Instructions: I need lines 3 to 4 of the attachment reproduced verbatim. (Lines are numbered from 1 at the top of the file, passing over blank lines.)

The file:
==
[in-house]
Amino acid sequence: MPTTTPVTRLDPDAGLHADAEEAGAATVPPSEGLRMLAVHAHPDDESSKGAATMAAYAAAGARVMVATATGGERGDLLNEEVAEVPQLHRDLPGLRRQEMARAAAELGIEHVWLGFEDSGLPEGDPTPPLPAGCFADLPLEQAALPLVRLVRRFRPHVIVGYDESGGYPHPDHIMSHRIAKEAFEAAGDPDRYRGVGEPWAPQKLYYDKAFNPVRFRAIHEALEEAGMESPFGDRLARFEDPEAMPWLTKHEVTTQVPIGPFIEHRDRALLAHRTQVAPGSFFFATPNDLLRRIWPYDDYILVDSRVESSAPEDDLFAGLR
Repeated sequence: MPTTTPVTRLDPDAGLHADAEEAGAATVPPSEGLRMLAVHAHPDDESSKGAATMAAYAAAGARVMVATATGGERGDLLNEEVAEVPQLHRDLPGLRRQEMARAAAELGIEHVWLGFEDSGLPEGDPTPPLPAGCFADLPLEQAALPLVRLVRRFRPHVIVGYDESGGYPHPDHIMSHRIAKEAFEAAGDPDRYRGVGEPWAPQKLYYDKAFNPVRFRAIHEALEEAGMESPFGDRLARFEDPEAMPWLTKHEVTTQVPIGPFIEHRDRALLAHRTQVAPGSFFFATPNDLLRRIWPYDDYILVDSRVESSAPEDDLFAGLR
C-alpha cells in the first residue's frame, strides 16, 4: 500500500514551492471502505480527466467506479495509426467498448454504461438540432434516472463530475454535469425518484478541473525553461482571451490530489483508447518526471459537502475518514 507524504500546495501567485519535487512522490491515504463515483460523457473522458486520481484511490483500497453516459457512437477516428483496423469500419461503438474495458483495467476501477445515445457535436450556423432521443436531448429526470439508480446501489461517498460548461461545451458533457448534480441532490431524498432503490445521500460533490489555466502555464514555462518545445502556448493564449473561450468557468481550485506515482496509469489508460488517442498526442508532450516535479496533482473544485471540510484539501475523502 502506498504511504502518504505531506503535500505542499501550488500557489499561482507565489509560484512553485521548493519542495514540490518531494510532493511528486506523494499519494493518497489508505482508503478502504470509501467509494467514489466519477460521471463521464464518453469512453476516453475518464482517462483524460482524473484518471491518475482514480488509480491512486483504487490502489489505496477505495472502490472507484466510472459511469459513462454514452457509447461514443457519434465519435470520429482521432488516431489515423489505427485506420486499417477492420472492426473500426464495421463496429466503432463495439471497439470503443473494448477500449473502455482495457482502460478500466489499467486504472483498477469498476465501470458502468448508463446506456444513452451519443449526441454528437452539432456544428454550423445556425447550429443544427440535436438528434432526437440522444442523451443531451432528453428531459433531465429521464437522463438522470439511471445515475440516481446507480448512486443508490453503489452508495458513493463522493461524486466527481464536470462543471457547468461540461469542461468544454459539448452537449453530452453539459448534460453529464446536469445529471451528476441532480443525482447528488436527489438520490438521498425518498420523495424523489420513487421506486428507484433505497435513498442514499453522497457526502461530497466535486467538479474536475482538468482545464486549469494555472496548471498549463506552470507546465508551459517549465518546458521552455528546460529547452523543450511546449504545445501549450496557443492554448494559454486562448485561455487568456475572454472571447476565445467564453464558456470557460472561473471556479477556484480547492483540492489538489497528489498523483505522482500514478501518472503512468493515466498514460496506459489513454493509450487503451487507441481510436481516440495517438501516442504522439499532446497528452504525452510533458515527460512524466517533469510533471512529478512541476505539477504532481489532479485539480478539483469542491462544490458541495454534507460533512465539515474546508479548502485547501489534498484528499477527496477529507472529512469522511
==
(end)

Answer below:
Repeated sequence: MPTTTPVTRLDPDAGLHADAEEAGAATVPPSEGLRMLAVHAHPDDESSKGAATMAAYAAAGARVMVATATGGERGDLLNEEVAEVPQLHRDLPGLRRQEMARAAAELGIEHVWLGFEDSGLPEGDPTPPLPAGCFADLPLEQAALPLVRLVRRFRPHVIVGYDESGGYPHPDHIMSHRIAKEAFEAAGDPDRYRGVGEPWAPQKLYYDKAFNPVRFRAIHEALEEAGMESPFGDRLARFEDPEAMPWLTKHEVTTQVPIGPFIEHRDRALLAHRTQVAPGSFFFATPNDLLRRIWPYDDYILVDSRVESSAPEDDLFAGLR
C-alpha cells in the first residue's frame, strides 16, 4: 500500500514551492471502505480527466467506479495509426467498448454504461438540432434516472463530475454535469425518484478541473525553461482571451490530489483508447518526471459537502475518514 507524504500546495501567485519535487512522490491515504463515483460523457473522458486520481484511490483500497453516459457512437477516428483496423469500419461503438474495458483495467476501477445515445457535436450556423432521443436531448429526470439508480446501489461517498460548461461545451458533457448534480441532490431524498432503490445521500460533490489555466502555464514555462518545445502556448493564449473561450468557468481550485506515482496509469489508460488517442498526442508532450516535479496533482473544485471540510484539501475523502 502506498504511504502518504505531506503535500505542499501550488500557489499561482507565489509560484512553485521548493519542495514540490518531494510532493511528486506523494499519494493518497489508505482508503478502504470509501467509494467514489466519477460521471463521464464518453469512453476516453475518464482517462483524460482524473484518471491518475482514480488509480491512486483504487490502489489505496477505495472502490472507484466510472459511469459513462454514452457509447461514443457519434465519435470520429482521432488516431489515423489505427485506420486499417477492420472492426473500426464495421463496429466503432463495439471497439470503443473494448477500449473502455482495457482502460478500466489499467486504472483498477469498476465501470458502468448508463446506456444513452451519443449526441454528437452539432456544428454550423445556425447550429443544427440535436438528434432526437440522444442523451443531451432528453428531459433531465429521464437522463438522470439511471445515475440516481446507480448512486443508490453503489452508495458513493463522493461524486466527481464536470462543471457547468461540461469542461468544454459539448452537449453530452453539459448534460453529464446536469445529471451528476441532480443525482447528488436527489438520490438521498425518498420523495424523489420513487421506486428507484433505497435513498442514499453522497457526502461530497466535486467538479474536475482538468482545464486549469494555472496548471498549463506552470507546465508551459517549465518546458521552455528546460529547452523543450511546449504545445501549450496557443492554448494559454486562448485561455487568456475572454472571447476565445467564453464558456470557460472561473471556479477556484480547492483540492489538489497528489498523483505522482500514478501518472503512468493515466498514460496506459489513454493509450487503451487507441481510436481516440495517438501516442504522439499532446497528452504525452510533458515527460512524466517533469510533471512529478512541476505539477504532481489532479485539480478539483469542491462544490458541495454534507460533512465539515474546508479548502485547501489534498484528499477527496477529507472529512469522511